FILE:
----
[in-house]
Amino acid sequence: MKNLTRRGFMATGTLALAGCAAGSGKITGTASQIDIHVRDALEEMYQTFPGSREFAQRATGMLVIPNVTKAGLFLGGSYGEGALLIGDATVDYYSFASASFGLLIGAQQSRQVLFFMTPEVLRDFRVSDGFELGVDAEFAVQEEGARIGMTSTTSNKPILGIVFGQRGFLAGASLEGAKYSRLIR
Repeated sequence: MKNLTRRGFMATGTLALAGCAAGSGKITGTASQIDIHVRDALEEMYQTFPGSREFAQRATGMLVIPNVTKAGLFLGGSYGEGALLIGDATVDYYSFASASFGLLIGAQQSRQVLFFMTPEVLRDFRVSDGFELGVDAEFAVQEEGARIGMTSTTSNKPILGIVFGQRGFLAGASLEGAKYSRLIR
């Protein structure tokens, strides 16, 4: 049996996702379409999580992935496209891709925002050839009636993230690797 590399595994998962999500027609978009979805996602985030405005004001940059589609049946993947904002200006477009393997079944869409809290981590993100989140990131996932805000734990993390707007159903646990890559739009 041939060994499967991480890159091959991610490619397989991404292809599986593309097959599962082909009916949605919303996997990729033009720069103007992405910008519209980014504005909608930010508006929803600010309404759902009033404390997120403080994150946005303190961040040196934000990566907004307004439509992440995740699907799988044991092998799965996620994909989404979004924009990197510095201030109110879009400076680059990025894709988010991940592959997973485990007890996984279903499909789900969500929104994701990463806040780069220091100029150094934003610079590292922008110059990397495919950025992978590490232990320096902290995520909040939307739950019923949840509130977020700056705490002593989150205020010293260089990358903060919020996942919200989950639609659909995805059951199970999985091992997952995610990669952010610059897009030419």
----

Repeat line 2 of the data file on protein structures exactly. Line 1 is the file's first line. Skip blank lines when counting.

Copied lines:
Amino acid sequence: MKNLTRRGFMATGTLALAGCAAGSGKITGTASQIDIHVRDALEEMYQTFPGSREFAQRATGMLVIPNVTKAGLFLGGSYGEGALLIGDATVDYYSFASASFGLLIGAQQSRQVLFFMTPEVLRDFRVSDGFELGVDAEFAVQEEGARIGMTSTTSNKPILGIVFGQRGFLAGASLEGAKYSRLIR